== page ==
A Question for the Council on Foreign Relations: Globalization at Any Cost?

By Stormy

In a reply to a recent piece by Michael Mandelbaum on the Council on Foreign Relations website, I posted the following comment (which is still awaiting moderation):

How globalization has been structured is the issue.

In this case, with one debtor nation (the U.S.) depending primarily on its financial wizardry to carry it forward, while hollowing out its manufacturing center; and emerging nations taking up the slack in production of goods and services–all resulting in enormous disequilibria: trade/debt.

To keep the Western consumer buying and not producing has created fertile ground for the kind of disaster we are witnessing.

I strongly suggest that those who praise globalization regardless of how it is structure look more carefully at its crafting.

Mandelbaurm makes two points worthy of addressing:

  1. Where some form of globalization exists, “there is no alternative.”
  2. The opponents of globalization will exploit “the most potent of all modern political ideas — nationalism”

Nationalism for Mandelbaum includes, I am sure, the raising of tariff barriers. So far, that has not happened, nor will it happen, I suspect.

In short, he makes no connection between the current crisis and globalization. Once the current crises is over, everyone can go back to business as usual. Frankly, there will be no “business as usual.”

In addressing this point, I would like to examine IBM as a case study: its approach to offshoring and its recent quarterly report. IBM is doing well, with “ample cash flow from its operations and $9.8 billion in the corporate treasury.” Third-quarter net income is up 22% with an expected 22% increase over 2007.

On first glance, it would seem that Mandelbaum is correct: There is no connection. Once the liquidity crisis is addressed, there will be business as usual. To understand how this may not be, in the long run, we should look at how IBM has positioned itself globally.

Like many multinationals, for the past four or five years has pursued an active and energetic policy of off shoring. While this has enabled it to weather the current storm for the short run–building up that sizable $9.8 billion corporate warchest–, it has done so at the expense of providing the American worker with the means to meet growing debt and growing cost of living and of providing America an economic engine to reconsitute itself once the financial crisis is settle.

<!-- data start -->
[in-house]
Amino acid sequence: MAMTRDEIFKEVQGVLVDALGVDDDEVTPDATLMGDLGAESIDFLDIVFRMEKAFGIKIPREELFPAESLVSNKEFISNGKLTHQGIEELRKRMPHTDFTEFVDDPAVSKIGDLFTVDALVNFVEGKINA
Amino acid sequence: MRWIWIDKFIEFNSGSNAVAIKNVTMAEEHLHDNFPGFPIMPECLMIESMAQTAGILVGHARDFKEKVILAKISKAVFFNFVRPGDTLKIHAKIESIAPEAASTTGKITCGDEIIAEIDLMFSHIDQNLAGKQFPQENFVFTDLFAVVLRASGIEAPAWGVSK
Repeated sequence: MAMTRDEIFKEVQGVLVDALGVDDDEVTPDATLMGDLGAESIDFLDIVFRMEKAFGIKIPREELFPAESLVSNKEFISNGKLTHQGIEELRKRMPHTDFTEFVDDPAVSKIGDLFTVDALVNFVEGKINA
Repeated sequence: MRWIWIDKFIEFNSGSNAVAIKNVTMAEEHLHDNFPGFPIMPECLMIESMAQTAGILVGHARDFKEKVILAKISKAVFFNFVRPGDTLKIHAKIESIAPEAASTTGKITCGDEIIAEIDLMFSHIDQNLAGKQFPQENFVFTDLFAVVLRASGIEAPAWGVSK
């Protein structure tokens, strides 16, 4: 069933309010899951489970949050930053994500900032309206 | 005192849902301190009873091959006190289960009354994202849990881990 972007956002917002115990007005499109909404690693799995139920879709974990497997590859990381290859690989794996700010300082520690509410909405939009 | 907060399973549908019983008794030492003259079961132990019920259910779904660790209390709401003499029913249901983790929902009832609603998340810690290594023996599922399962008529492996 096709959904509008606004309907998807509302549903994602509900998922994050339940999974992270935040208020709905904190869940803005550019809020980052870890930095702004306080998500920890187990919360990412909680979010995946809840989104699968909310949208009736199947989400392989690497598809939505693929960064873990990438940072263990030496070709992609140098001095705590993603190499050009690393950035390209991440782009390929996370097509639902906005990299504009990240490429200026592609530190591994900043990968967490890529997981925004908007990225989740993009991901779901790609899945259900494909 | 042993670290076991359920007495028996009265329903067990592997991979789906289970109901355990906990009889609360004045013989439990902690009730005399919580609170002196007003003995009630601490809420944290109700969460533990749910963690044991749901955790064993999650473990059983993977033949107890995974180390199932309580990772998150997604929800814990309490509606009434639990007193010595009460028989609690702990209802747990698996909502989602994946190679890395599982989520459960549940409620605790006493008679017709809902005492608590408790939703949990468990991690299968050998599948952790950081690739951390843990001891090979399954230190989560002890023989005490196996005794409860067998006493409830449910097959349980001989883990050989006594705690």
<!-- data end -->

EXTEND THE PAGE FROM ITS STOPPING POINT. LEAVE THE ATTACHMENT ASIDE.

And just how enegetic has off shoring been for the likes of IBM and other multinationals?

In 2003, IBM began moving 4,700 programming jobs overseas. Managers were instructed to move jobs to China, India, and elsewhere where technical talent was high and labor costs were low. In IT, IBM was but a tip of the iceberg. Other IT firms were following suit: Hewlitt Packard, Intel, Apple, to name but a few.

In 2003, IDC foresaw “a quadrupling to $46 billion by 2007, or 23 percent, of total tech spending. India, China and Russia stand to gain the most from the IT spending trend. Forrester Research projected that nearly 1 million U.S. IT jobs will move abroad in the next 15 years — a forecast that greatly troubled union organizers and politicians with IT firms in their districts.

In 2006 and again in 2007, an IBM shareholders placed the following proposal on the stockholder meeting:

The stockholders request that the Board establish an independent committee to prepare a report evaluating the risk of damage to the Company’s brand name and reputation in the United States resulting from IBM’s offshoring initiative and make copies of the report available to shareholders of the Company upon request.

Both times, the IBM Board of Directors recommended a “No” vote on the proposal. Both times the proposal was defeated.

In 2003, the full scope of IBM’s plans for off shoring were laid bare. I strongly recommend readers to use this link; for the rest, here are some snippets. Tom Lynch, Director of Global Employee Relations, made the following remarks:

[When]we saw trade barriers come down through things like NAFTA, we moved from the US to other countries a whole lot of manufacturing and from generally high-cost labor areas to lower cost labor areas. In the1990s that focus was primarily in the are of manufacturing.

…from now until the year 2010 and beyond; we’re looking at an emerging trend now to move services offshore, in addition to manufacturing operations, some functions that would be included in those services would be engineering, Harry mentioned software development, certainly chip development as well. Services like accounting and financial services.

US workers or workers in a country where the work is being relocated from, will, in many cases, be asked to train their replacements.

If we’re moving work to China, the Chinese management team and maybe some Chinese workers will have to come to affect the transfer of knowledge needed to do that. That’s going to raise a lot of tensions as you’re training someone to do a job that you know is no longer going to be yours at the end of some fixed period of time.